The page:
Stricken Russian ship still in precarious position

Updated at 7:02 pm on 18 December 2011

The crew on board the stricken Russian ship Sparta have requested more equipment to help repair damage to the boat's hull.

The 48m vessel is stranded in the Southern Ocean about 2000 nautical miles south-east of New Zealand.

Ice tore a 30cm hole in the ship's side early on Friday morning.

Dave Wilson of the Rescue Co-ordination Centre Search says temporary patches covering the hole failed on Saturday and more water poured in, but the crew worked through the night to repair it.

Three nearby boats were sent to assist the Sparta but heavy sea ice has hampered their efforts; one has had to abandon the rescue mission for safety reasons and the nearest boat is still days away.

The centre says the crew's best chance of survival is staying on board, so keeping the ship stable is the top priority.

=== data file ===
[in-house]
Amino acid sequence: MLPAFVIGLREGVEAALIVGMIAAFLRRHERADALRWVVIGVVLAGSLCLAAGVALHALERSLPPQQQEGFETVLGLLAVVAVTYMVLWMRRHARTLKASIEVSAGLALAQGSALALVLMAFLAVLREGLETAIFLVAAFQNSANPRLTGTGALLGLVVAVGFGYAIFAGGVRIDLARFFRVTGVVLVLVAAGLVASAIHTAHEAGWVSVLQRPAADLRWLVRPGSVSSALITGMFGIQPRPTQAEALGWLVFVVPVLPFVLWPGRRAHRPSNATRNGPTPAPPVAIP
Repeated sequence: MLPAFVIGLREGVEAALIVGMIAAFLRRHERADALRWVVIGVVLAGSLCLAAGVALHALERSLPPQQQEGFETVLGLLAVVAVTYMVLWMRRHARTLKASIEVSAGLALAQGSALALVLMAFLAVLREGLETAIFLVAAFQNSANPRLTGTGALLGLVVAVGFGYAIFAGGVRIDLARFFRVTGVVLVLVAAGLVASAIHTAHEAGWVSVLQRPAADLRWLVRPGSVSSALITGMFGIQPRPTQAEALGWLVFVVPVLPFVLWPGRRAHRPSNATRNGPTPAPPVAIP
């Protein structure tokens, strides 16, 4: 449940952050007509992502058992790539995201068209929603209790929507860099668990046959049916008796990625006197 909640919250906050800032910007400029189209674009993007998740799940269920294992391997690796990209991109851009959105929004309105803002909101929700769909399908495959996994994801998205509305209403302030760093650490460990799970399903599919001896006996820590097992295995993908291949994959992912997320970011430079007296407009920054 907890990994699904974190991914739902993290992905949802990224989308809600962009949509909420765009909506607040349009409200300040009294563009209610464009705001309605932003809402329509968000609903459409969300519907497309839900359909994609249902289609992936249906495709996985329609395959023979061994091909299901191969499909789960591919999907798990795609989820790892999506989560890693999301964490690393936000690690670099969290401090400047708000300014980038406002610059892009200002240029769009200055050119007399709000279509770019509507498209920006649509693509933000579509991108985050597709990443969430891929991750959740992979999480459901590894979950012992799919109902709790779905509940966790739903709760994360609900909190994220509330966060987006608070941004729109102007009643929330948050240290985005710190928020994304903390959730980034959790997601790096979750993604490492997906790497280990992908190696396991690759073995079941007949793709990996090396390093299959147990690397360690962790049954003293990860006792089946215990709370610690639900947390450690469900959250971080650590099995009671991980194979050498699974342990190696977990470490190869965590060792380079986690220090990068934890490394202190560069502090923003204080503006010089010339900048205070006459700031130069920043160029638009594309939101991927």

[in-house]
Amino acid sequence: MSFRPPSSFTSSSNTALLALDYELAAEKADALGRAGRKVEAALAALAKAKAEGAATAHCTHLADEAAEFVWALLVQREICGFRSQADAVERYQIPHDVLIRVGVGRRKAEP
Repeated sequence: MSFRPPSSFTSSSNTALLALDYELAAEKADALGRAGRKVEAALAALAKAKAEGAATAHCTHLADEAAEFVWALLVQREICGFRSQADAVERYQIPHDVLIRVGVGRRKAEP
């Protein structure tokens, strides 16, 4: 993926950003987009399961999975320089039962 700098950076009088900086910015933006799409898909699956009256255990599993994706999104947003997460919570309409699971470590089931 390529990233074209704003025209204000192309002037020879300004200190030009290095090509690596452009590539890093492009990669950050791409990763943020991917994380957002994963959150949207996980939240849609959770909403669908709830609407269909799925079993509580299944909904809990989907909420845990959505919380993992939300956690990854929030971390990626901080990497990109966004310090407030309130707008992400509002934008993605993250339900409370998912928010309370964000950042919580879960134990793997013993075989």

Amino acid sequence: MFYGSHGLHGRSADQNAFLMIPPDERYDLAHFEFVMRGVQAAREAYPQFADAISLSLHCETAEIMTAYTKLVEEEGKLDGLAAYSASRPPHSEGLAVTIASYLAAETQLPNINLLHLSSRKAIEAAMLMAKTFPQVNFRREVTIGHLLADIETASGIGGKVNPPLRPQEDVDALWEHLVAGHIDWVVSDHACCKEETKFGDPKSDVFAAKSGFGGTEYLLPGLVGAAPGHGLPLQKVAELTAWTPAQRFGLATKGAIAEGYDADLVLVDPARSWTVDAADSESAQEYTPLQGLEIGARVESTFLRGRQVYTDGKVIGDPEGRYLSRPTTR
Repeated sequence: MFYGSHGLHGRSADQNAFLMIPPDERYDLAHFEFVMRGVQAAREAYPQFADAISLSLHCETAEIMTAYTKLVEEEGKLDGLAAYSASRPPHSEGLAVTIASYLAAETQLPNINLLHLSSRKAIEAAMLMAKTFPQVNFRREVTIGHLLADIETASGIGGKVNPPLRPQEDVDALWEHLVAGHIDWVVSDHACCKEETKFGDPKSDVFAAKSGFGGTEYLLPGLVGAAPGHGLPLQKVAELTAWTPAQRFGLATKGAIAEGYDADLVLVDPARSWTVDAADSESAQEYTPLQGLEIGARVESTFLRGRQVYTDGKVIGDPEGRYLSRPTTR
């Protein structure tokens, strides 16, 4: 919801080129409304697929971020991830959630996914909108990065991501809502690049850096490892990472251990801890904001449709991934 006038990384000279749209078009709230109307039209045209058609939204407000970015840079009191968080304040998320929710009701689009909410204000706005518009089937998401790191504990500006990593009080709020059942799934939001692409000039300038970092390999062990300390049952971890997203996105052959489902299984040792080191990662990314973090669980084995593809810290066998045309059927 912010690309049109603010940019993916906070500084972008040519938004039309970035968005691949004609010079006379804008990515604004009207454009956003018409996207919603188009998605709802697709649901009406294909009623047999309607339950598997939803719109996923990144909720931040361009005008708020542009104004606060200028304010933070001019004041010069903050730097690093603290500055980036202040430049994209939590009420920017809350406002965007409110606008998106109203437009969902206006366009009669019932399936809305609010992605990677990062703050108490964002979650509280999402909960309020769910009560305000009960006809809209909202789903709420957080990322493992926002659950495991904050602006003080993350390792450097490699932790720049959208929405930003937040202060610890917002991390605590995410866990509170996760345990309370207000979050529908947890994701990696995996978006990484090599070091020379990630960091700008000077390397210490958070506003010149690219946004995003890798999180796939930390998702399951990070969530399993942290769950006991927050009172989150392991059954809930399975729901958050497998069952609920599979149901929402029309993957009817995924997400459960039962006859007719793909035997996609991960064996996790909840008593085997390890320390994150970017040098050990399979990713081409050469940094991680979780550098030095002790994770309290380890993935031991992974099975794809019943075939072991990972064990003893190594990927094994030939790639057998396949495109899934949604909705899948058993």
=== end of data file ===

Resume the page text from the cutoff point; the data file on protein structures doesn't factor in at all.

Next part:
It says the crew has requested more equipment to help with repairs.

An icebreaker that left Christchurch just after midnight on Saturday is not expected to reach the Sparta for about eight days.

Equipment and fuel delivered

An RNZAF Hercules dropped equipment and fuel to the Sparta.

The aircraft made three passes over the fishing vessel to drop off a pump, pipes, other equipment and fuel on Saturday night.

Air Force squadron leader Andy Scott says the crew are in good spirits.

The Sparta has a 30cm hole in the side 1.5m below the water line and is on a 13 degree list but its crew has been doing all it can to lighten the vessel enough to correct the list.

The Sparta sent out a distress call at about 3am on Friday (NZT), which was passed to New Zealand by Norway.

The ice surrounding the ship is estimated to be up to 1.5m thick.

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